The Online and Hybrid Program Playbook

Mike Daniel, Director of Operations and Policy


Ricky LaFosse, Compliance and Policy Lead


Ever wonder whether an international online student can attend graduation on campus? Or if an online instructor can meet some of her distance education students in person while vacationing in Aruba? Can online students, who will never come to campus, still get MCards? There are lots of questions like these that can come up when administering an online degree program, particularly when doing so for the first time.

The Office of the Vice Provost for Academic Innovation’s Online and Hybrid Program (OHP) Playbook is the ultimate how-to guide for launching and managing new OHPs from the University of Michigan’s Ann Arbor campus (U-M). Truly comprehensive in scope, it covers everything from design and approval processes, marketing considerations, compliance requirements and challenges, and available resources for online students and faculty. All academic units can benefit from reviewing the OHP Playbook regardless of whether they are formally partnering with the Center for Academic Innovation (“Academic Innovation”) or not on matters related to a specific program. 

How was the OHP Playbook developed and who is it for? 

After years of building experience in the open online learning marketplace, Academic Innovation began working with academic units to launch new online degree programs as well. What became immediately clear when transitioning into this expanded role was that the online, for-credit space introduced a variety of new administrative, design, and compliance challenges for which no one single administrative office on campus would have all of the solutions. Academic Innovation saw a need to develop a comprehensive and collaborative resource that could bring in the collective expertise across the U-M community in this area, summarize key considerations for each topic area, and direct academic units to the appropriate offices for additional support. Academic Innovation set out to create such a resource, spending the next several months discussing the ins-and-outs of OHPs with key stakeholders around the U-M Ann Arbor campus including the Registrar’s Office, the Office of Financial Aid, Office of Research, Information and Technology Services (ITS), the U-M Library, Office of the General Counsel, and the International Center.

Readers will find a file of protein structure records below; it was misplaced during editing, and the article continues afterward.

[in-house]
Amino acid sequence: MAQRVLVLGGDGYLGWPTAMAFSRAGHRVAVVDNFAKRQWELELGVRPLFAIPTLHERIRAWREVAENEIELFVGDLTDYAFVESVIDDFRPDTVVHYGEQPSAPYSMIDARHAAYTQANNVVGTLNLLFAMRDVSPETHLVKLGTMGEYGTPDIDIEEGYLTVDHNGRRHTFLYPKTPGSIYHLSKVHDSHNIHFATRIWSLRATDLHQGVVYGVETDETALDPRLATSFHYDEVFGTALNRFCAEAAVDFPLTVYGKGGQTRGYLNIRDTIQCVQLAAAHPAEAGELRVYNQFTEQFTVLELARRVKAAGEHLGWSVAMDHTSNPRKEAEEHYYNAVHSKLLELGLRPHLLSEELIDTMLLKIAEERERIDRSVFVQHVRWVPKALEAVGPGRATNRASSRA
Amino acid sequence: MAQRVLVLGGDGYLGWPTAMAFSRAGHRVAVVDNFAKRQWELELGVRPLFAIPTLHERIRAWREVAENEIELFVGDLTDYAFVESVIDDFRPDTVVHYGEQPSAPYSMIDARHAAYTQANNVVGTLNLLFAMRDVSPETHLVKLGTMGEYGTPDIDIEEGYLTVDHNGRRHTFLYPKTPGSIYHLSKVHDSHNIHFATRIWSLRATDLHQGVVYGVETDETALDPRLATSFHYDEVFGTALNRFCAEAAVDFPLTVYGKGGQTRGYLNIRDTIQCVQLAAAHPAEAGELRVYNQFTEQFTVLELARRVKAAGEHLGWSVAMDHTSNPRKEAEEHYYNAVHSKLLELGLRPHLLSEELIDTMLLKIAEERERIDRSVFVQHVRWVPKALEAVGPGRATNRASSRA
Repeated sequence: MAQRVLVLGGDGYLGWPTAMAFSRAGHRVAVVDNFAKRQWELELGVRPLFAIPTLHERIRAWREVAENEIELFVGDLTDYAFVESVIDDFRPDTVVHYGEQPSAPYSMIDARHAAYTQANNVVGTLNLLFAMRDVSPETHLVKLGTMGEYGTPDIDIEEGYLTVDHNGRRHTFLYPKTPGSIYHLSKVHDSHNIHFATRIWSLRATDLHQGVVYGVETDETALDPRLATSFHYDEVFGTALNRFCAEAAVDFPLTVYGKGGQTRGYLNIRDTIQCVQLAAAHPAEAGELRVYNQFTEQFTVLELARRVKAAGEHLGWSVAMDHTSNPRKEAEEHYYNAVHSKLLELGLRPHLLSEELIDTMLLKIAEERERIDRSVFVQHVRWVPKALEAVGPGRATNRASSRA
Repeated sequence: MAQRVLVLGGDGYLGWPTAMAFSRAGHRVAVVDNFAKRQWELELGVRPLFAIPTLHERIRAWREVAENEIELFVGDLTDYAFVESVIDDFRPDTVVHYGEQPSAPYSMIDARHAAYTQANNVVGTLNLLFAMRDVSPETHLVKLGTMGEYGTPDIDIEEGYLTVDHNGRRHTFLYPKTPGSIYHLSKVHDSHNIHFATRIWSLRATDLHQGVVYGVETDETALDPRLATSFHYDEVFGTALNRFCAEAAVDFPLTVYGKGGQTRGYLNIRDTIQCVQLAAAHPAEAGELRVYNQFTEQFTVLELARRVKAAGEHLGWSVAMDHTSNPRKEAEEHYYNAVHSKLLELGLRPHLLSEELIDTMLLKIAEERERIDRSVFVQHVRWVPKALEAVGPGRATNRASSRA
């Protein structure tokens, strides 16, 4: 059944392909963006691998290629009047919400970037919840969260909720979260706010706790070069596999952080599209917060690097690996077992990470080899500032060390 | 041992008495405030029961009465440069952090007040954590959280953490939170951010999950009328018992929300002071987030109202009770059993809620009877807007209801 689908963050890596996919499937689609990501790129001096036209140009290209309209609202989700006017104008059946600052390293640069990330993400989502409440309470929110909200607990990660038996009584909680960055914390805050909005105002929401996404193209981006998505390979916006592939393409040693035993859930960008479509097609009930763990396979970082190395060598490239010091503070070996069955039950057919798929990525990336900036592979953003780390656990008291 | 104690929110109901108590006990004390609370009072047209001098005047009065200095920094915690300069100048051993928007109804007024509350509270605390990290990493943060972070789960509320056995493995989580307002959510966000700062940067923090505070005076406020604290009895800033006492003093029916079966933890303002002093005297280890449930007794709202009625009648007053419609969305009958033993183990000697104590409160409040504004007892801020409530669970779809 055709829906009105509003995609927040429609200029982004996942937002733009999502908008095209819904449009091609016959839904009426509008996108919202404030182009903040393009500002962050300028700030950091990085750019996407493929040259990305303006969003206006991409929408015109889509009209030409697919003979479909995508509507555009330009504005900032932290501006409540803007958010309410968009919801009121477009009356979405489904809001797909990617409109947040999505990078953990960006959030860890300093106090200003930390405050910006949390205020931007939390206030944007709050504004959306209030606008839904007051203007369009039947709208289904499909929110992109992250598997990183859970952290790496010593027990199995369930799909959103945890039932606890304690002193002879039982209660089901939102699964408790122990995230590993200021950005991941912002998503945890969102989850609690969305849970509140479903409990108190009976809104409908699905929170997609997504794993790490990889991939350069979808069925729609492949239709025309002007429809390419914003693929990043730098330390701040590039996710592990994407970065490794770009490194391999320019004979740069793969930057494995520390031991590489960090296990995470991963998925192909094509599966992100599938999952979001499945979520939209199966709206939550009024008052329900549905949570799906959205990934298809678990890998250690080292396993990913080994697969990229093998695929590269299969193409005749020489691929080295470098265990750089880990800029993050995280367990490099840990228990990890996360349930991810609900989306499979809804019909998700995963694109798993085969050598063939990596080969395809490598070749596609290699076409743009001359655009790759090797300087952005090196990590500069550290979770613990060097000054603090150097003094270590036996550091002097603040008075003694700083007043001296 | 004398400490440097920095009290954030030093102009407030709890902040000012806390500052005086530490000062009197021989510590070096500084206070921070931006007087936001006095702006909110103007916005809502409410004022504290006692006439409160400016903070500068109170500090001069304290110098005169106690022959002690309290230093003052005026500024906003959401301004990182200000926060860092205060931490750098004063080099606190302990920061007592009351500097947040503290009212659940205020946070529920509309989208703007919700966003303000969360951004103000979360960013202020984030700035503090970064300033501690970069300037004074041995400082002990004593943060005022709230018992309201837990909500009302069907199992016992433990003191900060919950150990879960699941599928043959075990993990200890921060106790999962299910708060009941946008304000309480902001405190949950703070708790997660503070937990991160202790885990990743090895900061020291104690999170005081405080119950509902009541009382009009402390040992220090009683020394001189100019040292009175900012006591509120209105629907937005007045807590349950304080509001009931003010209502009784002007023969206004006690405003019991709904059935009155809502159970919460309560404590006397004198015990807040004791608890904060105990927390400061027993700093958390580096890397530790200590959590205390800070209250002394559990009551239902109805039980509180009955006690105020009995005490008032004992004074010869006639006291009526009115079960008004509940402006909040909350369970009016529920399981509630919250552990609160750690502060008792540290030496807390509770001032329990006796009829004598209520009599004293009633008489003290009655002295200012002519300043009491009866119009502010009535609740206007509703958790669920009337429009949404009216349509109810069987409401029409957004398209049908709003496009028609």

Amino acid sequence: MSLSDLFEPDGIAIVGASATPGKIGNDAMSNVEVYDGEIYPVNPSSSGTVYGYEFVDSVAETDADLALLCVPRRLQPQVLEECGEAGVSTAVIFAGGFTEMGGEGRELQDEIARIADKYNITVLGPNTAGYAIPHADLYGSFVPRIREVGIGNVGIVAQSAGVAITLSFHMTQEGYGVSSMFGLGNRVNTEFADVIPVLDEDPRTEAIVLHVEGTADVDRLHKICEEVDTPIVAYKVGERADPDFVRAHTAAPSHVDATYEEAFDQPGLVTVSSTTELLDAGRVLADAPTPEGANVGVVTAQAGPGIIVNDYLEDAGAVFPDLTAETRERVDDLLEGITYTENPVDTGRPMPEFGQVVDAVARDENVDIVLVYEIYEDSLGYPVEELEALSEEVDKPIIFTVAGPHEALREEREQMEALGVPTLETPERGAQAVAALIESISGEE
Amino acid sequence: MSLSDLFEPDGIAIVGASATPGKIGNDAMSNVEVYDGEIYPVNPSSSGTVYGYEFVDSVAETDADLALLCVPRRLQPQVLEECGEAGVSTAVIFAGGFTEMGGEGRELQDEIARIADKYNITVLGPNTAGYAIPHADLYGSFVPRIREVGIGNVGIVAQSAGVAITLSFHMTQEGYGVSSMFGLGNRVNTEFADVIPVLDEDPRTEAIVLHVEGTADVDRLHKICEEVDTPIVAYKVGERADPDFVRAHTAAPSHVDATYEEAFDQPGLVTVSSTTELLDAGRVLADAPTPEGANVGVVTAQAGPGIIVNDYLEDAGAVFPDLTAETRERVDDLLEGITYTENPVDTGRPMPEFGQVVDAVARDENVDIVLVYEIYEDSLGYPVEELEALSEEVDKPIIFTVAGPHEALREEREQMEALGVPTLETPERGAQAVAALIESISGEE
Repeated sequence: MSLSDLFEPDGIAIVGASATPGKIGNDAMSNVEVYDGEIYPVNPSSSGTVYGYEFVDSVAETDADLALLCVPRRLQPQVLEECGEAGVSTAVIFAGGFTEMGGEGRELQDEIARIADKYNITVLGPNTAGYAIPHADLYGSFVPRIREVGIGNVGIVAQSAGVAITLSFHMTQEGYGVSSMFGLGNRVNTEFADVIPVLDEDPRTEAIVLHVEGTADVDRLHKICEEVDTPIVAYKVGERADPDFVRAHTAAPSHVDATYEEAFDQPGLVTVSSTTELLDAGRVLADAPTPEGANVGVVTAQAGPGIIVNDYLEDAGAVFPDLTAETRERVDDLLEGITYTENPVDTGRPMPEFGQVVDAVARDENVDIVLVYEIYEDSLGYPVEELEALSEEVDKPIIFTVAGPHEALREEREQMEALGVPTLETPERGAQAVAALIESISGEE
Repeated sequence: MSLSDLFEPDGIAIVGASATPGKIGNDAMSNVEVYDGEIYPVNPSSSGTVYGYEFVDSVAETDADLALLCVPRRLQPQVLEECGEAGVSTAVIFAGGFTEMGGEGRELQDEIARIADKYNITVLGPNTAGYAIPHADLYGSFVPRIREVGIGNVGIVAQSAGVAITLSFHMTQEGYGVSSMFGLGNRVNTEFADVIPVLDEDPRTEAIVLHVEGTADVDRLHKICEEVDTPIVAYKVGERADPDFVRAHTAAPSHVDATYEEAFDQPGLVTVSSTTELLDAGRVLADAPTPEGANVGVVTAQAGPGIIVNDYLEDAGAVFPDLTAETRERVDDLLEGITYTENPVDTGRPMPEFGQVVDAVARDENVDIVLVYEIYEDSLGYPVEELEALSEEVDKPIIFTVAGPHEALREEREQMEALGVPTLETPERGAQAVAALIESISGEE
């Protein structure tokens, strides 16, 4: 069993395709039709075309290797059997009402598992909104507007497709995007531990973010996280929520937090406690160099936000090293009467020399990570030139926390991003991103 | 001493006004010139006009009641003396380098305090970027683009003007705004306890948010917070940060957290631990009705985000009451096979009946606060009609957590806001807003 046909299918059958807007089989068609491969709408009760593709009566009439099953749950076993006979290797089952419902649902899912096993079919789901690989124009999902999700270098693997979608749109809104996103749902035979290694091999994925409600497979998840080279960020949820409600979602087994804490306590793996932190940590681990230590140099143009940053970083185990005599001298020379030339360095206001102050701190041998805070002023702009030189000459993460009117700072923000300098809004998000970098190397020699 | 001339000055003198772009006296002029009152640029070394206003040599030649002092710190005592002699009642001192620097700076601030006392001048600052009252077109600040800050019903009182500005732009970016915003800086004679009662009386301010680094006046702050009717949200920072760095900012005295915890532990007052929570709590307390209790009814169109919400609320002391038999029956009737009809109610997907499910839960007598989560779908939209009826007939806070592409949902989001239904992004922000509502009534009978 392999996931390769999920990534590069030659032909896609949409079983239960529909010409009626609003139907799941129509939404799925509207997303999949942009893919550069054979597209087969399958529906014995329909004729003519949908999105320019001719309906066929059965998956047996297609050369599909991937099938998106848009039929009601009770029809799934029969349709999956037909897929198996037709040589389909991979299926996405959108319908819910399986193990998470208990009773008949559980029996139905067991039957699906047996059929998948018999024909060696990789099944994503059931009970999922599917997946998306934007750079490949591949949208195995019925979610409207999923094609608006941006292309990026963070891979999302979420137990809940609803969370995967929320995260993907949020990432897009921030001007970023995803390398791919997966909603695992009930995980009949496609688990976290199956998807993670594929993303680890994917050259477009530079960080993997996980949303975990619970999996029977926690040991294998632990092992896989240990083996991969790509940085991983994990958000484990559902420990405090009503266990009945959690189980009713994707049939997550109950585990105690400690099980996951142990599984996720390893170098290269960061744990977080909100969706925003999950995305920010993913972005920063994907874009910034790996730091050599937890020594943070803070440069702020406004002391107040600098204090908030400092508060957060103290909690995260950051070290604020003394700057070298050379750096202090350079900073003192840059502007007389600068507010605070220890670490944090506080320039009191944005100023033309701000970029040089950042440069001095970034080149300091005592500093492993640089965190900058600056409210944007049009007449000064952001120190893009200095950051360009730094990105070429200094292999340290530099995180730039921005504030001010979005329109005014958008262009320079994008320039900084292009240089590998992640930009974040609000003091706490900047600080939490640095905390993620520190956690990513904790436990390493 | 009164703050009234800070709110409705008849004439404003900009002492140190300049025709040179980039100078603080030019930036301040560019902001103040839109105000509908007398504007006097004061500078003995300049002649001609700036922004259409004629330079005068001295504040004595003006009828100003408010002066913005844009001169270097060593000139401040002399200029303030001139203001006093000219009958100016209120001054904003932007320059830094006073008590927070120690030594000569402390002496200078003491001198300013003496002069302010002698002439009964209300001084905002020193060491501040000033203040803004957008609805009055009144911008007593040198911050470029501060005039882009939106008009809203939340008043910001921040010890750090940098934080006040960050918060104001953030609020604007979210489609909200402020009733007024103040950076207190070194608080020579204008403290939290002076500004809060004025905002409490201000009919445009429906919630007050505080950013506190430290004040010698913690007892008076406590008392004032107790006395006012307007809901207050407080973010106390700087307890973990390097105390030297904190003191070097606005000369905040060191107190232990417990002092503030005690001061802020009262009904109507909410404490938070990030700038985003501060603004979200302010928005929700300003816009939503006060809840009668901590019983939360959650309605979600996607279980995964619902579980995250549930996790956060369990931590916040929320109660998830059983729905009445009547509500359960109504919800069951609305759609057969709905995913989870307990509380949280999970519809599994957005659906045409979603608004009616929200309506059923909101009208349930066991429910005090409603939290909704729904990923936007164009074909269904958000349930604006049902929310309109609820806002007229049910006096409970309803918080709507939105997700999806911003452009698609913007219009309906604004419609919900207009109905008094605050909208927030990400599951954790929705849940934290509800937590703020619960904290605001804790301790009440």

The OHP Playbook was the result — a living document that reflects a considerable amount of the collective OHP expertise on campus in an easily navigable and digestible format for program administrators within academic units as well as colleagues in other central administrative units. The process of piecing this guide together has also inspired various improvements to existing procedures and resources to cover perceived gaps, improve efficiency, and establish content-area networks and workflows.  

Can you tell me more about what’s in the OHP Playbook and how to use it? 

The OHP Playbook is arranged in sections around areas such as U-M and external approval processes, accreditation, distance education compliance, operations and student accounts, and considerations for student services, resources, and conduct. Under these main sections, there are numerous subsection topics (e.g., credit hours for online courses and library database access for online students) represented with designated offices to seek additional support from as well as summaries of the key considerations that should be on program administrators’ radars. 

While the OHP Playbook is more encyclopedia than novel, the authors nevertheless recommend that administrators who are new to OHPs scan through the guide in its entirety early on in the OHP development process. Proceeding without comprehensive knowledge of existing U-M resources and relationships with external vendors could result in substantial time and money wasted. Moreover, proceeding without a sufficient awareness of major compliance areas that relate to distance education offerings can subject the university to considerable legal and reputational risk. 

Finally, the authors intend for the OHP Playbook to also serve as a directory and quick reference guide that administrators can quickly search through for support with any number of day-to-day challenges that come up with OHP design and management. Where challenges are not addressable through the OHP Playbook in its current form, the authors would like to hear from that information seeker directly and provide necessary updates. 

Ultimately, the OHP Playbook is always a work-in-progress that is reflective of the collective knowledge of OHP experts and stakeholders at U-M. Please contact with any feedback or for more information about the OHP Playbook.

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